Funeral homes in Madison County and surrounding communities have been supportive of the effort. Funeral home staff members share honor guard information with families as arrangements are being explored. Upon their request, the funeral home contacts the guard to set up the requested services.

“The registered nurse or licensed practical nurse need not have worked in a hospital or anywhere, for that matter, to receive this honor,” Bronnenberg said. “Being a nurse is an honor in itself. There is no charge for this service.”

Thirty-three services have been completed since the nursing honor guard began in 2014.

“The nurses that have served feel very humbled to be able to honor their fellow nurses in this manner. It is the ultimate tribute to those who have committed their lives to serving others,” Bronnenberg said.

While they have performed some services outside of Madison County, it is often difficult for these nurses to travel greater distances.

The Madison County guard has been instrumental in starting another nursing honor guard in Kokomo.

It is the goal of the honor guard to encourage nurses and hospitals in other cities to start their own nursing honor guards, especially in the Indianapolis area.

St. Vincent Anderson Nursing Honor Guard and North Central Indiana Nursing Honor Guard of Kokomo will host a seminar for those interested in volunteering or starting a new nursing honor guard in their area from 1 p.m. to 4 p.m. Wednesday, June 29, at St. Vincent Hospital located on 86th Street in Indianapolis. Light refreshments will be served.
 

Bishop speaks on role of a parish, importance of its renewal

Bishop Timothy L. Doherty speaks at St. Ann Parish, Lafayette, on April 10.By Caroline B. Mooney

LAFAYETTE — “As Catholics, it’s important that we understand that the Local Church is headed by a bishop and each parish is an instance of that church,” said Bishop Timothy L. Doherty on April 10 at St. Ann Church here. “Or we can say our diocese is one church on 62 campuses — with about 100,000 members in Northcentral Indiana.” 

Approximately 80 parishioners attended the talk on “Revisualize the Parish; Renewal and Mercy,” which was sponsored by the men’s Christ Renews His Parish group.

“As Catholics, we are part of a much wider Church. We have a set creed (beliefs), code (laws) and cult (worship),” he said. “We don’t reinvent the worship every Sunday. Some people think being Catholic is going to Mass, going to Communion — it’s between me and God and that’s basically it.

“Different parishes think of themselves in different ways,” Bishop Doherty said. “Do we see ourselves as part of the Catholic Church in connection with the diocese and other parishes or are we in competition with them?”

He asked if parishioners were vertically or horizontally oriented, or a nice mix.

“Vertical is between us and God,” Bishop Doherty said. “Horizontal is what we are doing and how we are relating to each other. How can we help each other and relate to each other so our mission is better understood? Our mission isn’t bingo, soccer teams or card parties. Our mission is to preach the healing name of Jesus Christ to people and invite them to come alive in the Lord.”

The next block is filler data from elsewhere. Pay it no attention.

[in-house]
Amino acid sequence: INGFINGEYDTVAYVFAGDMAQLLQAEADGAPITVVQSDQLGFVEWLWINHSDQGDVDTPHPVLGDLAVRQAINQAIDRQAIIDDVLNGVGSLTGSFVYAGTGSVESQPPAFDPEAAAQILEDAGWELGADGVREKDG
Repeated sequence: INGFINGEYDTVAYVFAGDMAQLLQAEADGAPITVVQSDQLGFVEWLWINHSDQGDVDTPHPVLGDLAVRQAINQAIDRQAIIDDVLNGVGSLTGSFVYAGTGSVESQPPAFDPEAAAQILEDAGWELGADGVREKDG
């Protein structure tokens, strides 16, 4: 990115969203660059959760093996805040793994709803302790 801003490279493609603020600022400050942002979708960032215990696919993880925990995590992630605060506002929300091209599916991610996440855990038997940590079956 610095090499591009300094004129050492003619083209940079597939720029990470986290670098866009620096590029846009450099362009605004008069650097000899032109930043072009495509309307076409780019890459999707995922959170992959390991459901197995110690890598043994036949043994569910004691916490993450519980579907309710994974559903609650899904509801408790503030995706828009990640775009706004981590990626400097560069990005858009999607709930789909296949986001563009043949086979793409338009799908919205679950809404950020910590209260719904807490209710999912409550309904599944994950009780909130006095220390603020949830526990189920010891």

At St. Ann’s, he said, the parish food pantry is horizontal, an engagement with the community. Other horizontal examples would be a parish school or an Alcoholics Anonymous group meeting on parish grounds.

“Each parish is a little different,” Bishop Doherty said. “When we articulate the vertical model, can we articulate God and Christ? 

“We have to decide intentionally what qualifies as a parish and what its relation is with the rest of the Local Church,” he said. “In terms of re-visualizing the parish, we need to see what some of the commonalities are. Our mission is about faith. How can we be helpful to each other and help parishes relate to each other? We have to have an infrastructure. Parishes that actively engage in their renewal are getting closer to questions of intentional discipleship.”

Much can be learned about a parish by its cleanliness, landscaping and parking.

“For about a 20-year period, Catholic churches built parking lots with churches in the middles,” Bishop Doherty said. “Buildings were round, with multiple entrances and exits. Seating is in a circle, with more seats in the back. When Mass ends, people can get up easily and blow out the doors — what does that do? People don’t stay around and get to know each other.

“When people ask about our weekend plans, how often do we say our plans include church?” he asked. “The thing about renewal is that it has to be intentional.

“Not everybody feels comfortable with Pope Francis,” Bishop Doherty said. “His job isn’t to make us comfortable, but thoughtful and faithful.”

Photo caption: Bishop Timothy L. Doherty speaks at St. Ann Parish, Lafayette, on April 10.
 

(For news from the Diocese of Lafayette, log on to the website of The Catholic Moment at www.thecatholicmoment.org)